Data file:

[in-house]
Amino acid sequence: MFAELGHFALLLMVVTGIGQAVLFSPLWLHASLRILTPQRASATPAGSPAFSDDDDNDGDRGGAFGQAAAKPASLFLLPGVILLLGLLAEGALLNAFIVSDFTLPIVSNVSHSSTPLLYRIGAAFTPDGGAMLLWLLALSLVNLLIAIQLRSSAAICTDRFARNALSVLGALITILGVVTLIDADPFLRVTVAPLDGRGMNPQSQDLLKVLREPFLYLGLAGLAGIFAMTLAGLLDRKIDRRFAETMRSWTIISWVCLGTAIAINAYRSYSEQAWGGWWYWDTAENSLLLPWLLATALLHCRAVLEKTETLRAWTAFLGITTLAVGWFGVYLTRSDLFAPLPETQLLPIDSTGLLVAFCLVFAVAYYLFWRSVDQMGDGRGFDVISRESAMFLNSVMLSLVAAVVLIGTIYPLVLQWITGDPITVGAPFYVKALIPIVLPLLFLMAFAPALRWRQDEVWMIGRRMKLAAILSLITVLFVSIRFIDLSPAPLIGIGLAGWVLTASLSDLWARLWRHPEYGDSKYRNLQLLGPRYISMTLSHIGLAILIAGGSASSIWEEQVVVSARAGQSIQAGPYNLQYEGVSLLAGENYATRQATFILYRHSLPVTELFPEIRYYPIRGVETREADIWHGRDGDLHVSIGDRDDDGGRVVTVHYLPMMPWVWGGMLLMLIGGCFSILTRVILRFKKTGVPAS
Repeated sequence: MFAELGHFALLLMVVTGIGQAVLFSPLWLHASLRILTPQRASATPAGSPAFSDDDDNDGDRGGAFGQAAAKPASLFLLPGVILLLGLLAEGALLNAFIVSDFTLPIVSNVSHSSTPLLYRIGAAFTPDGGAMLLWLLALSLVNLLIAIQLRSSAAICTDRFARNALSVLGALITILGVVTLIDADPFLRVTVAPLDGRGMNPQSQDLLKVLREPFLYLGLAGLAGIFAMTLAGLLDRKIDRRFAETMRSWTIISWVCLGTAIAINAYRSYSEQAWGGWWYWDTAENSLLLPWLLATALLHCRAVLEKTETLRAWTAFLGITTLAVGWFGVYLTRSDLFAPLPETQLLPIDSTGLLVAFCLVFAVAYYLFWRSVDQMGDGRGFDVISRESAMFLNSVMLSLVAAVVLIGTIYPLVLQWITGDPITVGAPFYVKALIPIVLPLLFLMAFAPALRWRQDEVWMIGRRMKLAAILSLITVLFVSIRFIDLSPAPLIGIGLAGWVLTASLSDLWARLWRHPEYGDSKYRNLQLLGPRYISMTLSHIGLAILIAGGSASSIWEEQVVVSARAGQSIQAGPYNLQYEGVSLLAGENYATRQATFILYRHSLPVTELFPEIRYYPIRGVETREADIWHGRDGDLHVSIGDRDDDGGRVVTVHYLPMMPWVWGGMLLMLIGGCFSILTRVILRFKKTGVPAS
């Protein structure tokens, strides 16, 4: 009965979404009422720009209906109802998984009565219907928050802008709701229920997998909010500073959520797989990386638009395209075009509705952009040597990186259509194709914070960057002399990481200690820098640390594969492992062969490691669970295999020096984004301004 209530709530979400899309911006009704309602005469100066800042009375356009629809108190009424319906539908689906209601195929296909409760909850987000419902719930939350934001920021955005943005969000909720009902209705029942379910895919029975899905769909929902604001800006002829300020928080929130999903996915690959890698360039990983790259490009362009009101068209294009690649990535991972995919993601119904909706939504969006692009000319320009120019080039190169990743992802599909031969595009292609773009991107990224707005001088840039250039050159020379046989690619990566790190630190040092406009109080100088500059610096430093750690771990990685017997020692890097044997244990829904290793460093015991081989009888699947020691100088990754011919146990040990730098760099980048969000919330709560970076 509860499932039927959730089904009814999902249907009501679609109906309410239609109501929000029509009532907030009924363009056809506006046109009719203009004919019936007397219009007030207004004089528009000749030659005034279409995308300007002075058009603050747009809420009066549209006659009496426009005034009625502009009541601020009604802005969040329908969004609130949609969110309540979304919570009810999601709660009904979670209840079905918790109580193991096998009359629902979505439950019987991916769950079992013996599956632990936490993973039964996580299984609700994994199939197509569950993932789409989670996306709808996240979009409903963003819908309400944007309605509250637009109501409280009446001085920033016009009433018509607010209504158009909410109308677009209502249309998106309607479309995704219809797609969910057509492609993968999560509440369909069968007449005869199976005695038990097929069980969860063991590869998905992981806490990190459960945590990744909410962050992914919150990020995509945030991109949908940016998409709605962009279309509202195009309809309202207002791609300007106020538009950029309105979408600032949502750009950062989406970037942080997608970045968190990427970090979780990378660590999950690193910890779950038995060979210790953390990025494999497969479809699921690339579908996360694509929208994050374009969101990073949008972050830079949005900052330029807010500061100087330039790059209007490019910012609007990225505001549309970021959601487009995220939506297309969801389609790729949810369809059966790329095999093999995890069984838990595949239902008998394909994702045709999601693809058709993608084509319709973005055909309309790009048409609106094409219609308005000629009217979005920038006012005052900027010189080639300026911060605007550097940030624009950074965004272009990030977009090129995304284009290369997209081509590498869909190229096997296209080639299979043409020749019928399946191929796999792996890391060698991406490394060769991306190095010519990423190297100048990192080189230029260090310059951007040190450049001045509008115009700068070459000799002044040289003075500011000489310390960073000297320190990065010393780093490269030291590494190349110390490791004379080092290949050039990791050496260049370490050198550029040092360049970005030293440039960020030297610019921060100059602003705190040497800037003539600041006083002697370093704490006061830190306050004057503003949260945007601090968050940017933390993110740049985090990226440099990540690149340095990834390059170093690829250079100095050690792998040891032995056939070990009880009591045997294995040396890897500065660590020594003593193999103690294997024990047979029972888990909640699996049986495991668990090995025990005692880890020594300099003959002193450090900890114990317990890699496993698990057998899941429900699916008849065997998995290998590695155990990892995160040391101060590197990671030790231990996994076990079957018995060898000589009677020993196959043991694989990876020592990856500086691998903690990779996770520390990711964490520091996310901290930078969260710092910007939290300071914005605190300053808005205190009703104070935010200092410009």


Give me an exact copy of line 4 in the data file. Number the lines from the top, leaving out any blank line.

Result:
């Protein structure tokens, strides 16, 4: 009965979404009422720009209906109802998984009565219907928050802008709701229920997998909010500073959520797989990386638009395209075009509705952009040597990186259509194709914070960057002399990481200690820098640390594969492992062969490691669970295999020096984004301004 209530709530979400899309911006009704309602005469100066800042009375356009629809108190009424319906539908689906209601195929296909409760909850987000419902719930939350934001920021955005943005969000909720009902209705029942379910895919029975899905769909929902604001800006002829300020928080929130999903996915690959890698360039990983790259490009362009009101068209294009690649990535991972995919993601119904909706939504969006692009000319320009120019080039190169990743992802599909031969595009292609773009991107990224707005001088840039250039050159020379046989690619990566790190630190040092406009109080100088500059610096430093750690771990990685017997020692890097044997244990829904290793460093015991081989009888699947020691100088990754011919146990040990730098760099980048969000919330709560970076 509860499932039927959730089904009814999902249907009501679609109906309410239609109501929000029509009532907030009924363009056809506006046109009719203009004919019936007397219009007030207004004089528009000749030659005034279409995308300007002075058009603050747009809420009066549209006659009496426009005034009625502009009541601020009604802005969040329908969004609130949609969110309540979304919570009810999601709660009904979670209840079905918790109580193991096998009359629902979505439950019987991916769950079992013996599956632990936490993973039964996580299984609700994994199939197509569950993932789409989670996306709808996240979009409903963003819908309400944007309605509250637009109501409280009446001085920033016009009433018509607010209504158009909410109308677009209502249309998106309607479309995704219809797609969910057509492609993968999560509440369909069968007449005869199976005695038990097929069980969860063991590869998905992981806490990190459960945590990744909410962050992914919150990020995509945030991109949908940016998409709605962009279309509202195009309809309202207002791609300007106020538009950029309105979408600032949502750009950062989406970037942080997608970045968190990427970090979780990378660590999950690193910890779950038995060979210790953390990025494999497969479809699921690339579908996360694509929208994050374009969101990073949008972050830079949005900052330029807010500061100087330039790059209007490019910012609007990225505001549309970021959601487009995220939506297309969801389609790729949810369809059966790329095999093999995890069984838990595949239902008998394909994702045709999601693809058709993608084509319709973005055909309309790009048409609106094409219609308005000629009217979005920038006012005052900027010189080639300026911060605007550097940030624009950074965004272009990030977009090129995304284009290369997209081509590498869909190229096997296209080639299979043409020749019928399946191929796999792996890391060698991406490394060769991306190095010519990423190297100048990192080189230029260090310059951007040190450049001045509008115009700068070459000799002044040289003075500011000489310390960073000297320190990065010393780093490269030291590494190349110390490791004379080092290949050039990791050496260049370490050198550029040092360049970005030293440039960020030297610019921060100059602003705190040497800037003539600041006083002697370093704490006061830190306050004057503003949260945007601090968050940017933390993110740049985090990226440099990540690149340095990834390059170093690829250079100095050690792998040891032995056939070990009880009591045997294995040396890897500065660590020594003593193999103690294997024990047979029972888990909640699996049986495991668990090995025990005692880890020594300099003959002193450090900890114990317990890699496993698990057998899941429900699916008849065997998995290998590695155990990892995160040391101060590197990671030790231990996994076990079957018995060898000589009677020993196959043991694989990876020592990856500086691998903690990779996770520390990711964490520091996310901290930078969260710092910007939290300071914005605190300053808005205190009703104070935010200092410009």